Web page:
China censorship disasters
A paramilitary policeman wears a mask as he blocks the road leading to evacuated residential area and the explosion site in Binhai new district in Tianjin, China August 13, 2015. The death toll from two huge explosions that tore through an industrial area in the northeastern Chinese port of Tianjin more than doubled to 44, the official Xinhua news agency said on Thursday. Reuters/Damir Sagolj

As Chinese rescue workers and emergency services raced to respond to the deadly explosions that rocked the port city of Tianjin Wednesday, another group of Chinese officials, with a very different purpose, also sprang into action: the country's censors and security officials, intent on limiting coverage of the disaster by conventional media outlets and social media.

Authorities in Tianjin have been attempting to tightly control information about the disaster. Journalists and nonessential personnel were being kept six miles away from the scene of the blasts, the Los Angeles Times reported. In addition, a CNN correspondent reporting live from outside a hospital was seen being accosted by security officials live on air.

In the video below [the confrontation starts around 1:48] reporter Will Ripley is confronted by several men, demanding that he end his broadcast, and shouting “stop recording” in Chinese. His feed is then cut, and the studio anchor comments that such incidents have “happened many times over the years in any number of stories in China.”

In addition, local Chinese outlets reportedly had trouble being able to report on the incident. One journalist who took photographs inside a Tianjin hospital was threatened by security guards and told to delete the images, the Hong Kong Free Press reported. Local station Tianjin Television was reportedly airing a Korean soap opera 8 hours after the incident, as reporters waited for permission to start covering the story.

Media censorship of this kind is not new in China, particularly when it comes to coverage of national disasters. After a 2011 train crash that left 39 people dead and over 200 injured, propaganda directives issued by Chinese authorities leaked online, which showed that reporters were warned not to run investigative reports or commentary, but rather focus on "stories that are extremely moving, for example people donating blood and taxi drivers not accepting fares," the BBC reported.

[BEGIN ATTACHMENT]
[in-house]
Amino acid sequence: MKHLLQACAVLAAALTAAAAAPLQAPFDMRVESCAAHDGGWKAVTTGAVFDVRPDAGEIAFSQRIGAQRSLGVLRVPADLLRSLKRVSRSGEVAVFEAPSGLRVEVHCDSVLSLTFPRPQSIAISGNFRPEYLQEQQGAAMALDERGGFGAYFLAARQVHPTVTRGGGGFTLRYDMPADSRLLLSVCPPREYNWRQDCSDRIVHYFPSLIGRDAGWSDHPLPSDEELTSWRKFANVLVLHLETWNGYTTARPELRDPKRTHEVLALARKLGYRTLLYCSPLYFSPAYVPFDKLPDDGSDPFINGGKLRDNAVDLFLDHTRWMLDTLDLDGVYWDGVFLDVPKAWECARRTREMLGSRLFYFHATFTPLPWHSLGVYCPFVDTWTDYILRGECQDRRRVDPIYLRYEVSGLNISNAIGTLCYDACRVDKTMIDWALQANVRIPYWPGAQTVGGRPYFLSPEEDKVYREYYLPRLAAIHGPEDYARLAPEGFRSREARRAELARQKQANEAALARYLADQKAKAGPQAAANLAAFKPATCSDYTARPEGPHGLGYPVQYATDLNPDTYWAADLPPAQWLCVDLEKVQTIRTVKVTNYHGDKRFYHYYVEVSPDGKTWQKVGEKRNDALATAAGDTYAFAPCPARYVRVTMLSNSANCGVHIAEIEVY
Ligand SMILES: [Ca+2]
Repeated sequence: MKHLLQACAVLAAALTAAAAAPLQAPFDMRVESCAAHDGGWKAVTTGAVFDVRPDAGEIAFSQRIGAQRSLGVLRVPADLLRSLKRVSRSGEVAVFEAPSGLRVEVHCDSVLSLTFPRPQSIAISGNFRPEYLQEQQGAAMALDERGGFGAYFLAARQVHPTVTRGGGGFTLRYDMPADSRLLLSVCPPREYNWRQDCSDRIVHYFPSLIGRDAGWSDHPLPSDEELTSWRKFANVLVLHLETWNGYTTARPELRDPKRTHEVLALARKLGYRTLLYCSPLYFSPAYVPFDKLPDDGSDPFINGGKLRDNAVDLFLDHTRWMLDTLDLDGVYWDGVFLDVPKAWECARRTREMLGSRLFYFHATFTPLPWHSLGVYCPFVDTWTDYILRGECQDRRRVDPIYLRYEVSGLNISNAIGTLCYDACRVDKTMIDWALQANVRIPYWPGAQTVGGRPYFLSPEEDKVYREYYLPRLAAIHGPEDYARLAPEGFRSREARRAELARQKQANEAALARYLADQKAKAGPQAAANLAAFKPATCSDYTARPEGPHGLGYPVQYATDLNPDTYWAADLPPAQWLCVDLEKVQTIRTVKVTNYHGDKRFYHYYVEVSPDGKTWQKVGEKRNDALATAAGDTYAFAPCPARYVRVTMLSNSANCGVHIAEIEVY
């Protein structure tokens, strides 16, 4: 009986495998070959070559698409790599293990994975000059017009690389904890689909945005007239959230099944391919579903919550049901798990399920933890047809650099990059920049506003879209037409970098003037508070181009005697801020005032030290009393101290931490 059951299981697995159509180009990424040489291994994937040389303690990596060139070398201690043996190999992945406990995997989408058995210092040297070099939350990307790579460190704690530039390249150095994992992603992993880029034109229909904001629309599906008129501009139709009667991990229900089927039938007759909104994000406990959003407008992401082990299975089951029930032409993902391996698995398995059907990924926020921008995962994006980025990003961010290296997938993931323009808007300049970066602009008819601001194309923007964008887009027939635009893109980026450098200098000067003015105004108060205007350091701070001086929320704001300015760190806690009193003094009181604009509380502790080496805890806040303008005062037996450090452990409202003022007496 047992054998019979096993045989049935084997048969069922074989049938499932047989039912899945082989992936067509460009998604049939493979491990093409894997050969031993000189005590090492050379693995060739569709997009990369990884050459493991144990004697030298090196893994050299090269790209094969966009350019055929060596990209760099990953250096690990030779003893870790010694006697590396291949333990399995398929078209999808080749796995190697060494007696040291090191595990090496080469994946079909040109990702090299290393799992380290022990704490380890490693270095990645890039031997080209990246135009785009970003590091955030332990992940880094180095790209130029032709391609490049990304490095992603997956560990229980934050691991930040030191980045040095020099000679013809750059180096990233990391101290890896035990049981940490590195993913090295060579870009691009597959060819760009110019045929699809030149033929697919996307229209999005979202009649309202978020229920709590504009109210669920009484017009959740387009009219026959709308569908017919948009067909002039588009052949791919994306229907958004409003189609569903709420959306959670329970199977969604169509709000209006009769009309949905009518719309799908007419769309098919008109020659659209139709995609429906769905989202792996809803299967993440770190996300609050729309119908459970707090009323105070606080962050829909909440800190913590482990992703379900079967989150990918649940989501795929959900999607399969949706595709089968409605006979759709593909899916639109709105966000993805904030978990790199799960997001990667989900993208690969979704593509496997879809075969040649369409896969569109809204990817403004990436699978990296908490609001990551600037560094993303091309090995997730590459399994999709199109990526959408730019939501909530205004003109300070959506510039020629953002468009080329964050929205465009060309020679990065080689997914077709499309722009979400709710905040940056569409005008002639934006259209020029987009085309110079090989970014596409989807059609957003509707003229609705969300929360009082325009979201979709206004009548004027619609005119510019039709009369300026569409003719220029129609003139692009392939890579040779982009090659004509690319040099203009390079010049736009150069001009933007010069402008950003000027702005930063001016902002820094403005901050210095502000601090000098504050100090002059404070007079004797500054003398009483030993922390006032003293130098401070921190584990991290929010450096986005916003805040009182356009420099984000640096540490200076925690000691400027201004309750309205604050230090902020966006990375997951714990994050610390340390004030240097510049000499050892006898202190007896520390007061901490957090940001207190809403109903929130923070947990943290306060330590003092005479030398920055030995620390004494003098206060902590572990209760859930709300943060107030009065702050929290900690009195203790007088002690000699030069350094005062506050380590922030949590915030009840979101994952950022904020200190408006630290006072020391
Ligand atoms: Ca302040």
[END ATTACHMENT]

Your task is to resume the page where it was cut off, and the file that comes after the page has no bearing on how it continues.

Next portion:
"From now on, the Wenzhou train accident should be reported along the theme of 'major love in the face of major disaster'," the directives added. The strategy ultimately backfired, prompting online anger from citizens who accused the authorities of “arrogance.”

In the world of social media, users of Sina Weibo, China's hugely popular version of Twitter, were reporting Thursday that some of their posts about the Tianjin disaster were being censored or deleted, according to the Associated Press. In addition, the number of searchable posts on the disaster fluctuated, in a sign that authorities were manipulating or placing limits on the number of posts.

A 2013 investigation by ProPublica, found that Chinese authorities deleted about 5 percent of posts from a selection of Weibo accounts it monitored. It also cited the example of one Weibo user who posted information critical of a named government official, and received a direct message threatening him and his family. Deleted posts often involve comments about corrupt officials, the 1989 Tiananmen Square massacre or, more recently, the Occupy Central movement in Hong Kong.

Just this month, Chinese authorities announced plans to embed police censors in technology firms operating in the country, to prevent the spread of “online rumors,” and allow the government to exert greater control over the Internet in the country.